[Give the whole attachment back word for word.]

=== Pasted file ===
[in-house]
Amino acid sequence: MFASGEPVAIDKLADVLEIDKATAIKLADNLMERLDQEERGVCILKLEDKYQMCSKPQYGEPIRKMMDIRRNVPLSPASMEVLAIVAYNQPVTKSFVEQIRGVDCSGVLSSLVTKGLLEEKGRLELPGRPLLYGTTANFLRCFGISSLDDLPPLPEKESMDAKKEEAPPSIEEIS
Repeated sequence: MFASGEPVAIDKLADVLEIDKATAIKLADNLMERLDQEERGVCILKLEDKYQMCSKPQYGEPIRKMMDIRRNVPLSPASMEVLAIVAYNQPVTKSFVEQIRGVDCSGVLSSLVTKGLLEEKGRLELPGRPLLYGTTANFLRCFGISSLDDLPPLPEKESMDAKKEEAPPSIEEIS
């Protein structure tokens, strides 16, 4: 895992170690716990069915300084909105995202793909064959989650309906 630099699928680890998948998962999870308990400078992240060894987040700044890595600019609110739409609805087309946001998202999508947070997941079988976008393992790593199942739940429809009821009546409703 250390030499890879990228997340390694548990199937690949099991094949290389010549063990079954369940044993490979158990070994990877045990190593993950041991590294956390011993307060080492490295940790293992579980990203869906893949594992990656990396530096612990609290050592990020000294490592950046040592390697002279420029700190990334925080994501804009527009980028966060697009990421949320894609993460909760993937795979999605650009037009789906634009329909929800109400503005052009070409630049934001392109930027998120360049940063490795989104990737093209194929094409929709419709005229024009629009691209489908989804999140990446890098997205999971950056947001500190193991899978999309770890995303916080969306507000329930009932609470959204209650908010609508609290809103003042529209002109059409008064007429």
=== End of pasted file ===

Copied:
[in-house]
Amino acid sequence: MFASGEPVAIDKLADVLEIDKATAIKLADNLMERLDQEERGVCILKLEDKYQMCSKPQYGEPIRKMMDIRRNVPLSPASMEVLAIVAYNQPVTKSFVEQIRGVDCSGVLSSLVTKGLLEEKGRLELPGRPLLYGTTANFLRCFGISSLDDLPPLPEKESMDAKKEEAPPSIEEIS
Repeated sequence: MFASGEPVAIDKLADVLEIDKATAIKLADNLMERLDQEERGVCILKLEDKYQMCSKPQYGEPIRKMMDIRRNVPLSPASMEVLAIVAYNQPVTKSFVEQIRGVDCSGVLSSLVTKGLLEEKGRLELPGRPLLYGTTANFLRCFGISSLDDLPPLPEKESMDAKKEEAPPSIEEIS
């Protein structure tokens, strides 16, 4: 895992170690716990069915300084909105995202793909064959989650309906 630099699928680890998948998962999870308990400078992240060894987040700044890595600019609110739409609805087309946001998202999508947070997941079988976008393992790593199942739940429809009821009546409703 250390030499890879990228997340390694548990199937690949099991094949290389010549063990079954369940044993490979158990070994990877045990190593993950041991590294956390011993307060080492490295940790293992579980990203869906893949594992990656990396530096612990609290050592990020000294490592950046040592390697002279420029700190990334925080994501804009527009980028966060697009990421949320894609993460909760993937795979999605650009037009789906634009329909929800109400503005052009070409630049934001392109930027998120360049940063490795989104990737093209194929094409929709419709005229024009629009691209489908989804999140990446890098997205999971950056947001500190193991899978999309770890995303916080969306507000329930009932609470959204209650908010609508609290809103003042529209002109059409008064007429």